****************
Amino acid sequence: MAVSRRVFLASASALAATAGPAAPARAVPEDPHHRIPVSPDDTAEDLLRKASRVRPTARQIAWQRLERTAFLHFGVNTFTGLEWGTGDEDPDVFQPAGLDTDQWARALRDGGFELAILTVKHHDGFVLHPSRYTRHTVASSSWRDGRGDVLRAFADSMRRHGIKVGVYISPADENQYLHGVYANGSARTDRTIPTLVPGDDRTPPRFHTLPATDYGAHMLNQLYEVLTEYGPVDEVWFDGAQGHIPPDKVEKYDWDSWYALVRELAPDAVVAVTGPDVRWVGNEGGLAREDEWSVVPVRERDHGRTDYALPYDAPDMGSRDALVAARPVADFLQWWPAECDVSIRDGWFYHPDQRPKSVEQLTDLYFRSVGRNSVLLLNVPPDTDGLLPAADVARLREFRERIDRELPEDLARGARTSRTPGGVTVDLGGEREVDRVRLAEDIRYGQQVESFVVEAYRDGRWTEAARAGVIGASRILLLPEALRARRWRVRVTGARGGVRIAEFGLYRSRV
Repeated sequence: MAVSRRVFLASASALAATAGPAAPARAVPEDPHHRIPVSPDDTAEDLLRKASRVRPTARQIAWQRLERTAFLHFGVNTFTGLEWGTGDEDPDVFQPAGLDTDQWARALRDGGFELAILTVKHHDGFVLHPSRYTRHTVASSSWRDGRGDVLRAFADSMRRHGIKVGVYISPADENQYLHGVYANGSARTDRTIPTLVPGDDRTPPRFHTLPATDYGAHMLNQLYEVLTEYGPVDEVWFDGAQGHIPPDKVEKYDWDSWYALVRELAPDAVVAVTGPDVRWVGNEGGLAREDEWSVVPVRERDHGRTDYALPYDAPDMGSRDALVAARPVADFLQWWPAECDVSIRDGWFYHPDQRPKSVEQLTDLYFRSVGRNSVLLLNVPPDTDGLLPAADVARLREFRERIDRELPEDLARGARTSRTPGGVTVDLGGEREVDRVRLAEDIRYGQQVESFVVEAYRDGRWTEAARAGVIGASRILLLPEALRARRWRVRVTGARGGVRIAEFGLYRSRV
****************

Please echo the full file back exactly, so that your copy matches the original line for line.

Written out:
Amino acid sequence: MAVSRRVFLASASALAATAGPAAPARAVPEDPHHRIPVSPDDTAEDLLRKASRVRPTARQIAWQRLERTAFLHFGVNTFTGLEWGTGDEDPDVFQPAGLDTDQWARALRDGGFELAILTVKHHDGFVLHPSRYTRHTVASSSWRDGRGDVLRAFADSMRRHGIKVGVYISPADENQYLHGVYANGSARTDRTIPTLVPGDDRTPPRFHTLPATDYGAHMLNQLYEVLTEYGPVDEVWFDGAQGHIPPDKVEKYDWDSWYALVRELAPDAVVAVTGPDVRWVGNEGGLAREDEWSVVPVRERDHGRTDYALPYDAPDMGSRDALVAARPVADFLQWWPAECDVSIRDGWFYHPDQRPKSVEQLTDLYFRSVGRNSVLLLNVPPDTDGLLPAADVARLREFRERIDRELPEDLARGARTSRTPGGVTVDLGGEREVDRVRLAEDIRYGQQVESFVVEAYRDGRWTEAARAGVIGASRILLLPEALRARRWRVRVTGARGGVRIAEFGLYRSRV
Repeated sequence: MAVSRRVFLASASALAATAGPAAPARAVPEDPHHRIPVSPDDTAEDLLRKASRVRPTARQIAWQRLERTAFLHFGVNTFTGLEWGTGDEDPDVFQPAGLDTDQWARALRDGGFELAILTVKHHDGFVLHPSRYTRHTVASSSWRDGRGDVLRAFADSMRRHGIKVGVYISPADENQYLHGVYANGSARTDRTIPTLVPGDDRTPPRFHTLPATDYGAHMLNQLYEVLTEYGPVDEVWFDGAQGHIPPDKVEKYDWDSWYALVRELAPDAVVAVTGPDVRWVGNEGGLAREDEWSVVPVRERDHGRTDYALPYDAPDMGSRDALVAARPVADFLQWWPAECDVSIRDGWFYHPDQRPKSVEQLTDLYFRSVGRNSVLLLNVPPDTDGLLPAADVARLREFRERIDRELPEDLARGARTSRTPGGVTVDLGGEREVDRVRLAEDIRYGQQVESFVVEAYRDGRWTEAARAGVIGASRILLLPEALRARRWRVRVTGARGGVRIAEFGLYRSRV